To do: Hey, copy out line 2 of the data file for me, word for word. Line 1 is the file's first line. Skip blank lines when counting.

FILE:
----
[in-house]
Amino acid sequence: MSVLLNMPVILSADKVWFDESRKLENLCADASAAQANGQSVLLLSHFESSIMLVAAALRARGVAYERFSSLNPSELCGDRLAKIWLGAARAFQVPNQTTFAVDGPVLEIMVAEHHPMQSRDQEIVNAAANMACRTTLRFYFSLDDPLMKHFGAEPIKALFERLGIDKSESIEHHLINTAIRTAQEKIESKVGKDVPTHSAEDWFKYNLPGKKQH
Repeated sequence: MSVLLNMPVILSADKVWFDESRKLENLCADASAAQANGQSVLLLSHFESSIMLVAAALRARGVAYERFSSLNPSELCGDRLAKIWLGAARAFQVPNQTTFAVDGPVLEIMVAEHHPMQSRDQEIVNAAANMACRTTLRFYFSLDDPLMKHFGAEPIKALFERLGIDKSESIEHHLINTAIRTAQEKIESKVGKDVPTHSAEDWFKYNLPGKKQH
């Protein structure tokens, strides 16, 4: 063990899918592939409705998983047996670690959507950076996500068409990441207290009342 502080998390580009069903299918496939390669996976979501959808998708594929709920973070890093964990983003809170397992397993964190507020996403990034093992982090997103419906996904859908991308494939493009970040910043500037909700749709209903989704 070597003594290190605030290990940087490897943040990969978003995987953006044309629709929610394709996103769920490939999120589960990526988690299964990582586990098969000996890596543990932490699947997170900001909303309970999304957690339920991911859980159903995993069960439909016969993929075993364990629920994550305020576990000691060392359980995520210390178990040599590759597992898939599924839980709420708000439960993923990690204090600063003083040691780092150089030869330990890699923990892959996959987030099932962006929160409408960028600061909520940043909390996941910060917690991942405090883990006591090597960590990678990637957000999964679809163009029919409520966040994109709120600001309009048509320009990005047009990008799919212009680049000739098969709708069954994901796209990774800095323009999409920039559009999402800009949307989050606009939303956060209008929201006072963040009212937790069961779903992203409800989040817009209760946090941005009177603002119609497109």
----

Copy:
Amino acid sequence: MSVLLNMPVILSADKVWFDESRKLENLCADASAAQANGQSVLLLSHFESSIMLVAAALRARGVAYERFSSLNPSELCGDRLAKIWLGAARAFQVPNQTTFAVDGPVLEIMVAEHHPMQSRDQEIVNAAANMACRTTLRFYFSLDDPLMKHFGAEPIKALFERLGIDKSESIEHHLINTAIRTAQEKIESKVGKDVPTHSAEDWFKYNLPGKKQH